Now, with Red Dragon, based on the novel in which Lecter first appeared, the series has come full circle. In Silence, we saw Lecter escape from prison; here we see him captured by FBI profiler Will Graham (Ed Norton, The Score). While the humorous note introduced by Hannibal continues to be a factor, an effective prelude reestablishes Lecter as a frightening psychopath who’s willing to kill innocent and likeable characters.
Lecter fascinates us because he embodies qualities that we associate with civilized, reasonable existence, yet he is murderously sociopathic. In our therapeutic age, he’s a shocking reminder that, beyond all psychobabble about “behavior modification” and the like, there remains the sheer reality of good and evil. The doctor is in: God help us all.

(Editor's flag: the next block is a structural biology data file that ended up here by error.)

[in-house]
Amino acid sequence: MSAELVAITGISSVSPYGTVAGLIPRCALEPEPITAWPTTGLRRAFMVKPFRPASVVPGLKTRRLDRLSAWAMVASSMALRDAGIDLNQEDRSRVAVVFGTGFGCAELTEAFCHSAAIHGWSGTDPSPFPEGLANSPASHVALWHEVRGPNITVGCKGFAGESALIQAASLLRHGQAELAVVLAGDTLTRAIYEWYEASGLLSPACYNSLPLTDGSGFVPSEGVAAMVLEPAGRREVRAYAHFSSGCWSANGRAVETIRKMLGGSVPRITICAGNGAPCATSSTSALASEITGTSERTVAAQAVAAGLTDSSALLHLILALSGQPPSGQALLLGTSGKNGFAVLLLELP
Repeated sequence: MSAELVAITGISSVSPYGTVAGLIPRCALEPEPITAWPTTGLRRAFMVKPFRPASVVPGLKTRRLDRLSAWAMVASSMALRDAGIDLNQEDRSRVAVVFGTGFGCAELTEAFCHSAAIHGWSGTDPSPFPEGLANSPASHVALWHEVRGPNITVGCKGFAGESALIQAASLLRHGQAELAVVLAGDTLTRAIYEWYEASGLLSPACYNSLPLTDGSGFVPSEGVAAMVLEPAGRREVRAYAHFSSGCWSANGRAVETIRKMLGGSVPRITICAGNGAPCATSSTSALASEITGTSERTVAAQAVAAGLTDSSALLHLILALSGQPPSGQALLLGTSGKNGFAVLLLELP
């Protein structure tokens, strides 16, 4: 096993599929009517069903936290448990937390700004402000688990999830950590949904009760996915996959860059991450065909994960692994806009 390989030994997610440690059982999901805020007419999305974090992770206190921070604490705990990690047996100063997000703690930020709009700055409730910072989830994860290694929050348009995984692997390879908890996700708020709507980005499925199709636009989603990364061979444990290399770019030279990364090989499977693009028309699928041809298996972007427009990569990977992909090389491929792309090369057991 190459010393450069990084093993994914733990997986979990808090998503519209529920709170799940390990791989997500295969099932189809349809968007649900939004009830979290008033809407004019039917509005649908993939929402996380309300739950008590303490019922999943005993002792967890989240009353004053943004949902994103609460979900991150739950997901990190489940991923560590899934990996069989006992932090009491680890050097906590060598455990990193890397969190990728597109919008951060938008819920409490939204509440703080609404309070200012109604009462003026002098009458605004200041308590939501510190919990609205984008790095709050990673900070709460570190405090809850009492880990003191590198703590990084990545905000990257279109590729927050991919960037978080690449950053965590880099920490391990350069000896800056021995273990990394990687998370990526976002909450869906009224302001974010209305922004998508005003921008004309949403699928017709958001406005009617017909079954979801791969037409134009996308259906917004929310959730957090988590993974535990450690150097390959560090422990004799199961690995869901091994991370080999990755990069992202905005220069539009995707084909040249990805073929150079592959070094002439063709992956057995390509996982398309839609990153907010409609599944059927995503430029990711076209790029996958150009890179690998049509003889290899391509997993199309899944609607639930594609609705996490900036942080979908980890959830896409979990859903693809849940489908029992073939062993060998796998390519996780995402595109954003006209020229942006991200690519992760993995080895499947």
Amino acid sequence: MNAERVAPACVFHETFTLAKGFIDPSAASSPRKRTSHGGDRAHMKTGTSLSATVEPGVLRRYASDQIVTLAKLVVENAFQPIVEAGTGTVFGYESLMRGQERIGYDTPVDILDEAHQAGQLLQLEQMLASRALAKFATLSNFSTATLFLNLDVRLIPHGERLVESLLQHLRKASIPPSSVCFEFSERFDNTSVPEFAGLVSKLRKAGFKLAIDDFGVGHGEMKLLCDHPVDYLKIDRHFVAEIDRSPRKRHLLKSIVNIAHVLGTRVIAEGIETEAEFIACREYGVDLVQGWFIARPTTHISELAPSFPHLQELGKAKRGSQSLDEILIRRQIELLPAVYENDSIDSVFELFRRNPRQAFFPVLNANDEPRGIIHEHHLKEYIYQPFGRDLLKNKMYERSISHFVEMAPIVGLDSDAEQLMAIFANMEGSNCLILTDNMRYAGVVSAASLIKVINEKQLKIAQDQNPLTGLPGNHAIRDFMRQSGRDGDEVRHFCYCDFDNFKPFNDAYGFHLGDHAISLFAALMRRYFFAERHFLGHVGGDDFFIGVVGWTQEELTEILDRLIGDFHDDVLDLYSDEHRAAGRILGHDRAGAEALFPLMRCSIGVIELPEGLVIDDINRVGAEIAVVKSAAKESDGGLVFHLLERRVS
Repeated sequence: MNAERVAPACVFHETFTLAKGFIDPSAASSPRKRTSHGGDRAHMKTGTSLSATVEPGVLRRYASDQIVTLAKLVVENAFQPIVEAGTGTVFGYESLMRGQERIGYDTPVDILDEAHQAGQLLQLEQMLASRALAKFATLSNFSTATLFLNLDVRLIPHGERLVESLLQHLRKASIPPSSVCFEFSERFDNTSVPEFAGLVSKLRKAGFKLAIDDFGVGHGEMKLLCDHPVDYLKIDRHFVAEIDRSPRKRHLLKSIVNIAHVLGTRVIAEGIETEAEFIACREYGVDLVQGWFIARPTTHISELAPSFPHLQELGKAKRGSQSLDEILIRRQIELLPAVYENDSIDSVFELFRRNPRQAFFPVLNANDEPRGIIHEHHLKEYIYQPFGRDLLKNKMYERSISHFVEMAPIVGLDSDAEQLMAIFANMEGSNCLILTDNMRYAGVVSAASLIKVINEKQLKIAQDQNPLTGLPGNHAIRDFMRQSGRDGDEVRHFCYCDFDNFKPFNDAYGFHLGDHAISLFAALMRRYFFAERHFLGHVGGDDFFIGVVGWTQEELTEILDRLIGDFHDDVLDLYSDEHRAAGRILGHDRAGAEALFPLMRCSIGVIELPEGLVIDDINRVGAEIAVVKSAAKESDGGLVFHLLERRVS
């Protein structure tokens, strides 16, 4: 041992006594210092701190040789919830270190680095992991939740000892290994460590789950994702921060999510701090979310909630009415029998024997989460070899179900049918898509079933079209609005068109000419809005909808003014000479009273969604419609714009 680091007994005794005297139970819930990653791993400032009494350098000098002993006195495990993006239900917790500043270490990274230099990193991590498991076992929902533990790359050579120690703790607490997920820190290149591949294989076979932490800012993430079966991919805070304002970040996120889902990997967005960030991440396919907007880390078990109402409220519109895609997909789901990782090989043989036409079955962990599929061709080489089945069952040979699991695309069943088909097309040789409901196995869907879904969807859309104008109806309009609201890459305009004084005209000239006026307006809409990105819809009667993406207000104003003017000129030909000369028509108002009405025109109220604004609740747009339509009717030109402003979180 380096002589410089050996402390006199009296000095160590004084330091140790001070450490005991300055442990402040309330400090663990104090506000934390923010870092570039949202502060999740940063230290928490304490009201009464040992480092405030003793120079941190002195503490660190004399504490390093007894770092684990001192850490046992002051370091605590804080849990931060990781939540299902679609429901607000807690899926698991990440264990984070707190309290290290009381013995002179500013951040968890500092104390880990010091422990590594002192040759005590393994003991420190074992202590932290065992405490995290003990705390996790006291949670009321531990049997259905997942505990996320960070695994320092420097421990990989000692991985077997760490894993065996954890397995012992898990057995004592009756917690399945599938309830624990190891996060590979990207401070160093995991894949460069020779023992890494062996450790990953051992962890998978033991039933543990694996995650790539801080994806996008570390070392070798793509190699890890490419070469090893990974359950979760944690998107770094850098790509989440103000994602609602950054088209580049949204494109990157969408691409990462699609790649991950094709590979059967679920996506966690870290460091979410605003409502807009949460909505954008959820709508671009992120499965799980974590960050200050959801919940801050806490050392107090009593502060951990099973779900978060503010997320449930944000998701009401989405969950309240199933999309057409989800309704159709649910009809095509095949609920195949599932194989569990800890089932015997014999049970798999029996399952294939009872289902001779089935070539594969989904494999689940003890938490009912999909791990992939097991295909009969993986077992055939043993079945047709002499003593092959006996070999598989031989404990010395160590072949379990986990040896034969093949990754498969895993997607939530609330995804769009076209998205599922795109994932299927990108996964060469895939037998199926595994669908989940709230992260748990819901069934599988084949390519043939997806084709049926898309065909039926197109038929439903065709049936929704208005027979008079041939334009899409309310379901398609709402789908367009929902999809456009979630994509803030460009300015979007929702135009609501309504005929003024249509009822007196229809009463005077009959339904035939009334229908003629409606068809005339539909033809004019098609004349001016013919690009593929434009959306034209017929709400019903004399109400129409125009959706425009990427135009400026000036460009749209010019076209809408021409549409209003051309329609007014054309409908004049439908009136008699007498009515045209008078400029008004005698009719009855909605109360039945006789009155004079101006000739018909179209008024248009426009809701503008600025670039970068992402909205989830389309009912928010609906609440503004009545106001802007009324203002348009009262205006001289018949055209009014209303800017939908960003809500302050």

As directed by Ridley Scott (Gladiator), Hannibal is stylishly mounted and has its entertaining moments. Ultimately, though, it’s like most horror movies: repellent where it should have been frightening, and, in the end, uninvolving and hollow. So many characters suffer such ghastly things, yet none of it seems to matter much.
Copyright © 2000– Steven D. Greydanus. All rights reserved.